Sowing Seeds of Hope: Chicago’s “Growing Home”

Written by Melanie G. Snyder on Thursday - July 05, 2012.

On a sweltering Thursday afternoon in mid-June, I boarded the #8 bus in Chicago's Bridgeport neighborhood, and headed south on Halsted Street to Garfield, where I switched to the #55. Twenty blocks later, I exited the bus in the heart of Englewood, one of Chicago's poorest and most desolate neighborhoods . . . 

I walked down South Wood Street, past small houses where elderly men and women, and young children watched me from their front porches. Scattered between the houses were boarded up buildings and weedy vacant lots strewn with litter and broken glass. At the end of the street, just before a high concrete overpass, was a tiny green oasis called Growing Home, an organic urban farm and social enterprise. Growing Home provides transitional jobs and job skills training to people coming out of prison, homelessness or substance abuse. 

I was visiting Growing Home to learn all I could that might be helpful in our Lancaster County RMO social enterprise initiatives.

Beth Gunzel, Growing Home's Employment Training Manager, and Shaniece Alexander, Program Assistant, greeted me and we sat in the shade of a large arbor while they gave me an overview of their organization.

Growing Home has been around for over 15 years. It was founded by Les Brown, former policy director for Chicago's homelessness coalition, who started a single farm south of the city where people experiencing homelessness could connect with nature by growing food and, in turn, develop a sense of purpose for their lives. Since then, Growing Home has expanded to four organic production farms where program participants (called "interns") grow vegetables and herbs ranging from arugula to zucchini.

Interns go through an extensive application and interviewing process to get into the program, then are accepted into one of two annual "cohorts" of about twenty people each. Interns in each cohort are required to complete about 24 hours per week of work and classes, for which they are paid minimum wage. Each cohort program runs for 14 weeks.

Interns in the April – July cohort are responsible for preparing the planting beds, sowing the seeds, watering, transplanting, weeding, and otherwise tending the plants through the initial growing season, then harvesting early crops, and doing general groundskeeping at the farms.

Those in the July – October cohort tend all of the crops through the peak growing season, harvest the crops, weigh and package produce to prepare CSA shares, and staff the farm stands and farmers market booths where they sell their produce. The interns also attend daily classes in agriculture sciences, horticulture, farm production, soil science, plant life cycles, nutrition, food systems, financial literacy, and job readiness (resume writing, interviewing, soft skills). The interns are rotated through all four of the farms, as each one provides different experiences.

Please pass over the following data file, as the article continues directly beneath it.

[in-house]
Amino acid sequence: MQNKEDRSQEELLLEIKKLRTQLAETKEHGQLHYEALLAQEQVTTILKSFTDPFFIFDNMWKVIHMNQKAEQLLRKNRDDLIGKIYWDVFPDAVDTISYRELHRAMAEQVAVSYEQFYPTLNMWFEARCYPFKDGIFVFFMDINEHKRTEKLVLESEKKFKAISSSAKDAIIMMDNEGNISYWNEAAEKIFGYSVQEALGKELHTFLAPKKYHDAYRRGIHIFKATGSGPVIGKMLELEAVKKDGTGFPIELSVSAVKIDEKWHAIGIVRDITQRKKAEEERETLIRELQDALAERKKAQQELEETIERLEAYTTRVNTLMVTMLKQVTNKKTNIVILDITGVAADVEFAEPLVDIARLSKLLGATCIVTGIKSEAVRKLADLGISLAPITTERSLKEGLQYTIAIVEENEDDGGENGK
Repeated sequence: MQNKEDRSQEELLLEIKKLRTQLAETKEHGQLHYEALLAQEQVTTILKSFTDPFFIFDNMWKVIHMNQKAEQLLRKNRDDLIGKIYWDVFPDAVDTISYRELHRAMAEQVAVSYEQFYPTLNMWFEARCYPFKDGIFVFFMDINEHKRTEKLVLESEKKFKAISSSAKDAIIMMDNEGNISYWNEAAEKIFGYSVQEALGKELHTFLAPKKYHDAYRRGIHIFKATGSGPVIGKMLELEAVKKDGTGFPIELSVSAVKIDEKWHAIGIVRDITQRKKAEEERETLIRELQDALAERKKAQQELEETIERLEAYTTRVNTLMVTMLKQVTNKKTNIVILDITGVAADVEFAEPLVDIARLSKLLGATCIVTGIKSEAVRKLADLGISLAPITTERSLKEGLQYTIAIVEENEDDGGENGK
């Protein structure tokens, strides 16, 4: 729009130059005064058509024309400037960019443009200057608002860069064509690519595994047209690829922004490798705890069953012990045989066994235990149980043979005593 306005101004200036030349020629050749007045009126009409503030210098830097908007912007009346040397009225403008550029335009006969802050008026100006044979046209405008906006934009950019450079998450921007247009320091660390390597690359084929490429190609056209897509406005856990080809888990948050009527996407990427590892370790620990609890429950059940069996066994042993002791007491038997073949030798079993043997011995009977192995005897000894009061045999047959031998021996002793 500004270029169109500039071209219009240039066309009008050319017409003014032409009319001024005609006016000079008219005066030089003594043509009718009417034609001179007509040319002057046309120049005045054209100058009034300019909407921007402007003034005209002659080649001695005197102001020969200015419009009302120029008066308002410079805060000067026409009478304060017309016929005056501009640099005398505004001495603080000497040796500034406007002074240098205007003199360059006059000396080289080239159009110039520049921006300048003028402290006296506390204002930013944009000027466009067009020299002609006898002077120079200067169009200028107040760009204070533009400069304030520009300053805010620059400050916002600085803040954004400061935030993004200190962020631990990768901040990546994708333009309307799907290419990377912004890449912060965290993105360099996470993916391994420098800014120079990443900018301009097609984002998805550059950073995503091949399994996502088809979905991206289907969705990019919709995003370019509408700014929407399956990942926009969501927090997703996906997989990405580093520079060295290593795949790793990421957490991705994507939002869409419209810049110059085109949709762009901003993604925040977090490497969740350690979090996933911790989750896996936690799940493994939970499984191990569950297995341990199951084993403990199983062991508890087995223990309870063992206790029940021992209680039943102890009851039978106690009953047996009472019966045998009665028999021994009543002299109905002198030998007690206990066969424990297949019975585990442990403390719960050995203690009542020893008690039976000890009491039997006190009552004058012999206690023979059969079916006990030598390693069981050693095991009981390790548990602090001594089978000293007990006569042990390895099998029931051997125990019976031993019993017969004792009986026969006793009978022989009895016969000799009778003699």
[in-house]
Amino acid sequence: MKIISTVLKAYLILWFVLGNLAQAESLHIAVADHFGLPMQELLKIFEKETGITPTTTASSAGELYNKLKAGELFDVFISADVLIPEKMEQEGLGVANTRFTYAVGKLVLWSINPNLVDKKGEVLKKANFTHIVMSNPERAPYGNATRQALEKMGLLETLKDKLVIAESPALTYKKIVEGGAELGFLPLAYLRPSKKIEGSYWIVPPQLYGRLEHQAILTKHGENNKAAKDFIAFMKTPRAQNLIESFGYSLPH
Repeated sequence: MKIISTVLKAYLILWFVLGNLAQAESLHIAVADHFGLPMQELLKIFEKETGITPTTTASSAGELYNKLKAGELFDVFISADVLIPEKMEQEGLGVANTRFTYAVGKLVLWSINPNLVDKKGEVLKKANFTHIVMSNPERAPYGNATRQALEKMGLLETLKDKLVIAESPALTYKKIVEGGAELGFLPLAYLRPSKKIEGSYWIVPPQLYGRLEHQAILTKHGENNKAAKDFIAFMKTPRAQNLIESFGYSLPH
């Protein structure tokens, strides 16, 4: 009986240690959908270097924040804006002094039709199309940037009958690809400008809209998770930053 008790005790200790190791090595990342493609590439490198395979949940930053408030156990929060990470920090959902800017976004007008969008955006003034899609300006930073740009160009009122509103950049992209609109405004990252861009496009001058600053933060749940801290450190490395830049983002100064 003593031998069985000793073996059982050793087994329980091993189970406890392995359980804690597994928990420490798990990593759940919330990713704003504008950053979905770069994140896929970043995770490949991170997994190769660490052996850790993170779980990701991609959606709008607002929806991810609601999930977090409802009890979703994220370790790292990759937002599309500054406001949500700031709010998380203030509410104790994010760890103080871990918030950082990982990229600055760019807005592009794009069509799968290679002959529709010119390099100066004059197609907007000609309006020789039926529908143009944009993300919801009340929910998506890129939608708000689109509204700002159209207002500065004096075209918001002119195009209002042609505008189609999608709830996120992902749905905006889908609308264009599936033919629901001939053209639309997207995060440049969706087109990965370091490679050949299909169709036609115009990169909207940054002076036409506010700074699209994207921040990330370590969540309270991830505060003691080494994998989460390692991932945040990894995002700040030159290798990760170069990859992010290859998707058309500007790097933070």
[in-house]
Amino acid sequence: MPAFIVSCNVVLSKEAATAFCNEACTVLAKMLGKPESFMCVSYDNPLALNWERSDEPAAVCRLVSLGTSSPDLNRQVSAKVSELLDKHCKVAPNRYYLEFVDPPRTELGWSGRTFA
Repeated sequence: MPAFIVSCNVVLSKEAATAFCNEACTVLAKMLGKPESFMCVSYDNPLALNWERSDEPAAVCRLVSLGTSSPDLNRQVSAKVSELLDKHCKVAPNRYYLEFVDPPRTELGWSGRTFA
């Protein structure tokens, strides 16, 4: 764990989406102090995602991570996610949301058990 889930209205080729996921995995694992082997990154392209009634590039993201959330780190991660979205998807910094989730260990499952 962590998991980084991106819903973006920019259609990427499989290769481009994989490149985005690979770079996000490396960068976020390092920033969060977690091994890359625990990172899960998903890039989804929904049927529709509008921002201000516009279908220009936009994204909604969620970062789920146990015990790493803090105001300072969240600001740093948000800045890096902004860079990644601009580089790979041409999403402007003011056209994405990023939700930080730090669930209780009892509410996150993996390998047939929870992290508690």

For example, at the original 10 acre Les Brown Memorial Farm, outside of Chicago in Marseilles, IL (in operation since 2002), interns learn to tend chickens and bees, along with vegetables and fruit trees. They run CSA's for produce and eggs from this farm.

On Chicago's Southside, at the Su Casa Catholic Worker shelter for battered women, Growing Home uses land owned by Su Casa to grow veggies and herbs. In exchange, Growing Home supplies fresh produce for Su Casa's shelter residents and the soup kitchen that operates there. Growing Home also offers cooking demonstrations, community workshops on canning and food preservation, container gardening, and composting at the Su Casa site. Growing Home interns can also grow food for their own home use at this farm.

The Wood Street Farm, the one I visited, is the site of the Growing Home offices and classrooms, as well as their vegetable processing facility. Wood Street is also where they offer "farm tours", movie nights, barbeques and other programs to engage the local community. The Wood Street Farm has been in operation since 2006, and in 2010 alone, they grew and sold over 11,000 pounds of USDA Certified Organic fresh produce from this tiny 2/3rd acre plot, which they purchased from the city.

Next door to Wood Street, their newest farm is Honore Street, a former abandoned lot that was acquired by a Chicago organization called NeighborSpace, a non-profit land trust, specifically to give Growing Home space for an additional urban farm. Chicago's City Council recently passed a new "urban agriculture" zoning ordinance that significantly reduces the amount of red tape involved in setting up and operating urban farms like Wood Street and Honore Street.